Making the diagnosis of Alzheimer’s disease is challenging. Usually a doctor relies on a thorough psychological and neurological exam, blood tests to rule out other conditions, as well as brain imaging. Even using these tools, the diagnosis of Alzheimer’s disease may not be confirmed until an autopsy is performed upon death. Could there be a simpler way to make the diagnosis? A new study shows that testing for biomarkers for Alzheimer’s disease using blood tests may allow a more accurate diagnosis of this common neurological disease.
A Blood Test for Alzheimer’s Disease?
According to research published in the Archives of Neurology, using a blood test that measures certain biomarkers in a patient’s bloodstream could allow a more accurate diagnosis of Alzheimer’s disease – as well as more reliably rule it out in patients who don’t have it.
The three biomarkers for Alzheimer’s disease researchers found to be most promising are c-reactive protein, a marker for inflammation, interleukin-10, a marker of immune function, and fibrinogen, a protein involved in clotting. When they tested for these biomarkers in the bloodstream and used the results in conjunction with other factors, such as whether the person had the APOE gene (a gene linked to Alzheimer’s disease), age, educational level, and sex, they were able to correctly diagnose 80% of patients with Alzheimer’s disease. They were also able to rule out Alzheimer’s accurately 91% of the time.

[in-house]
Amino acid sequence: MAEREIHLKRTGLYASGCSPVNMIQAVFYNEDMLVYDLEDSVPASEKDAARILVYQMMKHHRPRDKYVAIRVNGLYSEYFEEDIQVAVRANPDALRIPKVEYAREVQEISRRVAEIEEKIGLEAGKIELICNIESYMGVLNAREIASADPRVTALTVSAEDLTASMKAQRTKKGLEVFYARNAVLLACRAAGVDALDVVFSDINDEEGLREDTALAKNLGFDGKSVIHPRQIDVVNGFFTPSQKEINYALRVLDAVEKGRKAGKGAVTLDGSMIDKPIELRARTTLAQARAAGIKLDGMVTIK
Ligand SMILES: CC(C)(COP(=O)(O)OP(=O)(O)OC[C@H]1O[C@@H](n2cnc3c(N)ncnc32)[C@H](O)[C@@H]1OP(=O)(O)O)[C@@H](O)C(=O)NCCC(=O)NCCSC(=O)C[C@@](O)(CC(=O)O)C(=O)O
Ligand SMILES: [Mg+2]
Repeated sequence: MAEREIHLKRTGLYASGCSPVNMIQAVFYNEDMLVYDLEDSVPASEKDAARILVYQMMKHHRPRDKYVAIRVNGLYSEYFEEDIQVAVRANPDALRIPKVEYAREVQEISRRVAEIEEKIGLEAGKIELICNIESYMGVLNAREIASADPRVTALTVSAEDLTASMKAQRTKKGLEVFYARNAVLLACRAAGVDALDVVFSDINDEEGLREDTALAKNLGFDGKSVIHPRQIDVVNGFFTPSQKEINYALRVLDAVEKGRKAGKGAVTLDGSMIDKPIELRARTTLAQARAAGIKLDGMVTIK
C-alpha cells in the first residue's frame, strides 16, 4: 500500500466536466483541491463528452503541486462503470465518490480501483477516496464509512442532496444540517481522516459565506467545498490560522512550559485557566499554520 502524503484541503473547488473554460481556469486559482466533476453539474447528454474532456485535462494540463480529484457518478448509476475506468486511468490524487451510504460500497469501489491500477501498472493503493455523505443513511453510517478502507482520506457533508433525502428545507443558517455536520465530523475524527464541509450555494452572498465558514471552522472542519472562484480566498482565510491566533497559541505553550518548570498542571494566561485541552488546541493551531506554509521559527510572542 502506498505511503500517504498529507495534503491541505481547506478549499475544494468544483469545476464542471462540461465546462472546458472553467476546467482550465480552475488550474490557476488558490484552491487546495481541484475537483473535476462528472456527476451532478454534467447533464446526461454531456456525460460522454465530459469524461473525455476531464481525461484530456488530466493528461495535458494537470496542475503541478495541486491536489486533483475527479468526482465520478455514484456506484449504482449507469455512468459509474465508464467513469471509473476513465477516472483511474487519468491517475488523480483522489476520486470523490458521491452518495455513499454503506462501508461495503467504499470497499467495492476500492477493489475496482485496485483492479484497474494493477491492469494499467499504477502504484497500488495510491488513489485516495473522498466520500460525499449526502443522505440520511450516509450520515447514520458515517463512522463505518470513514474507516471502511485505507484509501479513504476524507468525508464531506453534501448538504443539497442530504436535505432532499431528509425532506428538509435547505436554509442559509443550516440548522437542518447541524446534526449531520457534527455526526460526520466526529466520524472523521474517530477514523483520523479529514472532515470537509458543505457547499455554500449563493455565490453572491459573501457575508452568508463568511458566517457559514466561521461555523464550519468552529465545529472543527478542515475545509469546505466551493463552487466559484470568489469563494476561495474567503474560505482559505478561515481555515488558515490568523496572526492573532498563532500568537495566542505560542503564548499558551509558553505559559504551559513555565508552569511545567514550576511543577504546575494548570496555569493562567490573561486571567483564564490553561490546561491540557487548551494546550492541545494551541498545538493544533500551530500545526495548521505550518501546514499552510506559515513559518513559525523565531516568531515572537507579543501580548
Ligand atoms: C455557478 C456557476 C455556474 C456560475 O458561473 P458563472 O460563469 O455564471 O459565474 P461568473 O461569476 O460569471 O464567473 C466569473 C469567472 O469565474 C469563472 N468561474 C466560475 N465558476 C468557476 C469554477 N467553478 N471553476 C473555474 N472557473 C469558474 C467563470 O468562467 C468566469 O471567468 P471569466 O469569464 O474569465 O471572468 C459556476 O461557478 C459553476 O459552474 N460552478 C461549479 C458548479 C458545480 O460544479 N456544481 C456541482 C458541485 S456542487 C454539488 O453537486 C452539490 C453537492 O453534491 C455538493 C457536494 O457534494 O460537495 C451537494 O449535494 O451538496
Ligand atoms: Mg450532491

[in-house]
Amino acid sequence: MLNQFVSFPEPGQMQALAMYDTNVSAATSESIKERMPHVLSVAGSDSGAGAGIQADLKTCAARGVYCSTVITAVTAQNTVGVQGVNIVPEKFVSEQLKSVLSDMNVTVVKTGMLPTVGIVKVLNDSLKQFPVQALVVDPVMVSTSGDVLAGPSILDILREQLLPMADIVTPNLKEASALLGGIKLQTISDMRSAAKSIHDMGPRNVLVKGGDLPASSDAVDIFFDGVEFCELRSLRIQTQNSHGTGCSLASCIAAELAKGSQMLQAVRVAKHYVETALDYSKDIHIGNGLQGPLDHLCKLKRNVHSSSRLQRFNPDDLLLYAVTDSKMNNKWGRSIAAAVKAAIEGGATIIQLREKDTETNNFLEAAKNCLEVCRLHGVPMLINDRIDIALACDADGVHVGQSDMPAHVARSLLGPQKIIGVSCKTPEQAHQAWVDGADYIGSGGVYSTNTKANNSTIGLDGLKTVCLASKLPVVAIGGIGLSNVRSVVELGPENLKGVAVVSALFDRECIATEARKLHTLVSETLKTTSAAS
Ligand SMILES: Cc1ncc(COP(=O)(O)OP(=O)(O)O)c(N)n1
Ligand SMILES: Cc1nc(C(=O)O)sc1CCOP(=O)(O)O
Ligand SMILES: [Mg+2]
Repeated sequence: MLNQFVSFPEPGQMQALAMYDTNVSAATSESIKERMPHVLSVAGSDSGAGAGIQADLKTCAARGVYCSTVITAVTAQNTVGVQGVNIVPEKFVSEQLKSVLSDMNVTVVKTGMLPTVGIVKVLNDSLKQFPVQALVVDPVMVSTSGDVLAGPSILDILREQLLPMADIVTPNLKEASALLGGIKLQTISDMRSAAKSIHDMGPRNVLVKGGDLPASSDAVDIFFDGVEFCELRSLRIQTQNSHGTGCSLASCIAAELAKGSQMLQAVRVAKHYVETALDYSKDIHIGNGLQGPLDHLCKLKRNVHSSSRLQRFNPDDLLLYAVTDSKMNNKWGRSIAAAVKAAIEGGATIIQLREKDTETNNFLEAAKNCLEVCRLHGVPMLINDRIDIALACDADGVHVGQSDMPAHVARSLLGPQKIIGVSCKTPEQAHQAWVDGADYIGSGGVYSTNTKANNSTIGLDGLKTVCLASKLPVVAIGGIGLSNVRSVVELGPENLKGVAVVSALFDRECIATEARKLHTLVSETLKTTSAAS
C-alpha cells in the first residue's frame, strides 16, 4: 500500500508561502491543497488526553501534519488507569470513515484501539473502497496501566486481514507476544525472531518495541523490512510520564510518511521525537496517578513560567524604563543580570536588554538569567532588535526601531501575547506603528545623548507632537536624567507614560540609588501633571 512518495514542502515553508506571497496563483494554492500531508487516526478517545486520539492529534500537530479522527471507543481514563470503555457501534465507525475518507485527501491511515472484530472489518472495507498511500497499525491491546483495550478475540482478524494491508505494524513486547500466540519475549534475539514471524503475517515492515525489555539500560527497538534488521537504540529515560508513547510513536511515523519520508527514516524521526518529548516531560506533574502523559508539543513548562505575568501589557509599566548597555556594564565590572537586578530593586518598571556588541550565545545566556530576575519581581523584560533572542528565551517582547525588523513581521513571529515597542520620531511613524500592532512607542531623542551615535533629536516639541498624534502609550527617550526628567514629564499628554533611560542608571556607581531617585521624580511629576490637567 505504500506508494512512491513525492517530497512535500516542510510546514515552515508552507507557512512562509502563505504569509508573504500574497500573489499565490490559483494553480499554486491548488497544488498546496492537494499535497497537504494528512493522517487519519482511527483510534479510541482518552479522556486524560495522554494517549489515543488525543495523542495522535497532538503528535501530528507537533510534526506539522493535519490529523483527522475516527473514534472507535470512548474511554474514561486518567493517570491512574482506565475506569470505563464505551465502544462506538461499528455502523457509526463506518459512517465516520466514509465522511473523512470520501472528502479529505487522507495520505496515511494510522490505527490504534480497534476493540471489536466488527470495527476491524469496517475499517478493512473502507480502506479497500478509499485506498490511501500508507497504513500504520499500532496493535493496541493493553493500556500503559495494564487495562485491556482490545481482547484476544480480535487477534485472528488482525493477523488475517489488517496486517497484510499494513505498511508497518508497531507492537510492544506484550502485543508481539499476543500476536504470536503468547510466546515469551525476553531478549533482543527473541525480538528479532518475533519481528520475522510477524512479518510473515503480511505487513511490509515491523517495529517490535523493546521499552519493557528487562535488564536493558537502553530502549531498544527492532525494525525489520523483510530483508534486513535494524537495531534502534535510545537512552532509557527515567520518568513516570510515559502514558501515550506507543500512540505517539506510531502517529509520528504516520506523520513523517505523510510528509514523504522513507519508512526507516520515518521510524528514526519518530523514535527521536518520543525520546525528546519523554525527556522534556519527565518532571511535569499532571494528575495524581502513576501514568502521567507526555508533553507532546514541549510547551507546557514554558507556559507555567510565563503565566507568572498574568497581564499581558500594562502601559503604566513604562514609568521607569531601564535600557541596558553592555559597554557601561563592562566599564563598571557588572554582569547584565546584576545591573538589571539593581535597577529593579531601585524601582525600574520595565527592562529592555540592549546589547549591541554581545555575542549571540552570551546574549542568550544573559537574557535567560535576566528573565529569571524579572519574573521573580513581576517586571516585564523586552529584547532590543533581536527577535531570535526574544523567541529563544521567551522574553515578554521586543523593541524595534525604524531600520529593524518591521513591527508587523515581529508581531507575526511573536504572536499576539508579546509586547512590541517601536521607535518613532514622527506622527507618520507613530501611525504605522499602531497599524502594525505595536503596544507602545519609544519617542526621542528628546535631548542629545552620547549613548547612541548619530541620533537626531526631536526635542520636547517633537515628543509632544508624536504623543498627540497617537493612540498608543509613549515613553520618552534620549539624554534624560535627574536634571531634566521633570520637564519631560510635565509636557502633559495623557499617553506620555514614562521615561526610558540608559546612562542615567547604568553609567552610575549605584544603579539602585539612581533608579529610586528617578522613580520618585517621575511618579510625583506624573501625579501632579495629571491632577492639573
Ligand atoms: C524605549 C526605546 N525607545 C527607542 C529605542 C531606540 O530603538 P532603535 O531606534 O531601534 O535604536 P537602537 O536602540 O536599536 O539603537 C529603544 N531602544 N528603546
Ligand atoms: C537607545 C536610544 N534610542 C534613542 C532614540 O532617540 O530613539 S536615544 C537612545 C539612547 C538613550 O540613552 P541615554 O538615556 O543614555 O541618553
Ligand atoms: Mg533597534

The Problem with Using Biomarkers for Alzheimer’s Disease
Using a blood test to diagnose Alzheimer’s disease sounds simple, but there are some issues to consider. None of these three biomarkers is specific for Alzheimer’s disease, and they can be elevated with other diseases that cause inflammation or affect the immune system. But, using these three biomarkers together, along with a patient’s history and clinical exam, could make an accurate diagnosis of Alzheimer’s disease more likely – or more effectively rule it out.
A Blood Test for Alzheimer’s Disease: The Bottom Line?
Diagnosing Alzheimer’s disease usually requires a long and involved workup using imaging studies. Using biomarkers for Alzheimer’s disease could be more cost-effective and less stressful for the patient. Hopefully, this test will be researched further, and eventually become a better way to make the diagnosis of Alzheimer’s disease.
Medical News Today. “Blood Test May Help Detect Or Rule Out Alzheimer’s Disease”